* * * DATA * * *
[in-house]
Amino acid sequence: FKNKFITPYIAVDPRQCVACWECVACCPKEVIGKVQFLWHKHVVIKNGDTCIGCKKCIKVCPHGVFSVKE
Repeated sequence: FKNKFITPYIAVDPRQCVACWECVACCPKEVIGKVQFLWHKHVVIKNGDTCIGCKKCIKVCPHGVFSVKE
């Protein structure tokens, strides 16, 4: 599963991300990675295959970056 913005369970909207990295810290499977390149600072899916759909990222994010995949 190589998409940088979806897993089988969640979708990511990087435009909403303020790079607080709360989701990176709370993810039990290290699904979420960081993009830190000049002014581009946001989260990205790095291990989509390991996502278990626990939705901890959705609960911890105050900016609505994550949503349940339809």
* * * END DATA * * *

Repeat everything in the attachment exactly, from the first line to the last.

[in-house]
Amino acid sequence: FKNKFITPYIAVDPRQCVACWECVACCPKEVIGKVQFLWHKHVVIKNGDTCIGCKKCIKVCPHGVFSVKE
Repeated sequence: FKNKFITPYIAVDPRQCVACWECVACCPKEVIGKVQFLWHKHVVIKNGDTCIGCKKCIKVCPHGVFSVKE
């Protein structure tokens, strides 16, 4: 599963991300990675295959970056 913005369970909207990295810290499977390149600072899916759909990222994010995949 190589998409940088979806897993089988969640979708990511990087435009909403303020790079607080709360989701990176709370993810039990290290699904979420960081993009830190000049002014581009946001989260990205790095291990989509390991996502278990626990939705901890959705609960911890105050900016609505994550949503349940339809």